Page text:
Incoming NYC Health + Hospitals CEO to shift focus toward primary care: 4 takeaways

Mitchell H. Katz, MD, president and CEO of New York City-based NYC Health + Hospitals, said the public healthcare network must focus on improving its primary care initiatives to combat shrinking federal and state funds and declining patient populations, among other challenges.

Dr. Katz, who began his dual appointment as president and CEO Monday, spoke to The New York Times about his goals for the system and how his past experience at the Los Angeles County Department of Health Services will inform his decision making at NYC Health + Hospitals.

Here are four takeaways from The New York Times report.

1. Dr. Katz highlighted the importance of maintaining public institutions such as NYC Health + Hospitals, a system comprising 11 hospitals, five nursing facilities, 70-plus community-based healthcare centers and clinics and approximately 40,000 employees.

"I'm all about trying to strengthen public hospitals," Dr. Katz told The New York Times. "Public hospitals are incredibly precious. If you don't look out for them, they'll disappear."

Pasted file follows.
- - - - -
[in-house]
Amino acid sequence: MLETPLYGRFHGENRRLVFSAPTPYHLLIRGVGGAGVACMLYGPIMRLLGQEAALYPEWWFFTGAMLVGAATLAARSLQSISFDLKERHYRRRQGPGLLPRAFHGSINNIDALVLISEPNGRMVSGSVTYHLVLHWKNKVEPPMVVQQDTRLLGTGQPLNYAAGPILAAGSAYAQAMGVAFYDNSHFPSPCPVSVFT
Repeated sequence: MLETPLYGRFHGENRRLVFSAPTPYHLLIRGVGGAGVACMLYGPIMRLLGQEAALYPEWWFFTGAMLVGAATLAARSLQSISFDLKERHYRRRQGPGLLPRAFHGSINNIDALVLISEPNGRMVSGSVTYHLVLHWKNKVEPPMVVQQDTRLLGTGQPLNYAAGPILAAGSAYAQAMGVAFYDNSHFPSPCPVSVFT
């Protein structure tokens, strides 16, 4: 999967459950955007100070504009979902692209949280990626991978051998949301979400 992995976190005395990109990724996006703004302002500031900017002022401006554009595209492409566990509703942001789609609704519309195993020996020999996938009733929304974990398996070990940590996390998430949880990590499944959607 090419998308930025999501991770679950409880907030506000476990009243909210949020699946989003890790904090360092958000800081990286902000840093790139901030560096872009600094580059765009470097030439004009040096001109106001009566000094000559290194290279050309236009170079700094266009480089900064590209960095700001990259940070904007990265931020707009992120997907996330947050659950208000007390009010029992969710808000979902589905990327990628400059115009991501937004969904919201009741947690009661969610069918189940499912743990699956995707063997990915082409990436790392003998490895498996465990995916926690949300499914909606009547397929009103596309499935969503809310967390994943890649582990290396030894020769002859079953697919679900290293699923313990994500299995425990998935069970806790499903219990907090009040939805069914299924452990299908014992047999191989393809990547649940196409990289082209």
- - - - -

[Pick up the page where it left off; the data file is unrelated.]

2. Dr. Katz said NYC Health + Hospitals faces a number of similar challenges he encountered while serving as director of the LACDHS, such as declining reimbursements and patient populations. NYC Health + Hospitals is one of the state's largest providers of healthcare to uninsured patients. Thirty-seven percent of the estimated 1.1 million patients who visited the system during the 2017 fiscal year were uninsured, according to a management report released by the New York City mayor's office and cited by The New York Times.

3. Dr. Katz said he inherited a $250 million budget when he started as head of the LACDHS in 2011, but left the agency with a $560 million surplus. The key to his success, he claims, was shifting the agency's focus toward outpatient services.

"It's all about providing primary care," he said. "When you take care of people over time your own involvement with them is healing, and you don't have to do as many tests to get to the answer because you know the person."

4. Dr. Katz said he also plans to expand the system's use of eConsult, an electronic health management system, to streamline care and reduce wait times for specialty appointments. He said he will also evaluate staff allocation and may consider decreasing administrative services to increase savings and revenue, the report states.

To access the full New York Times report, click here.

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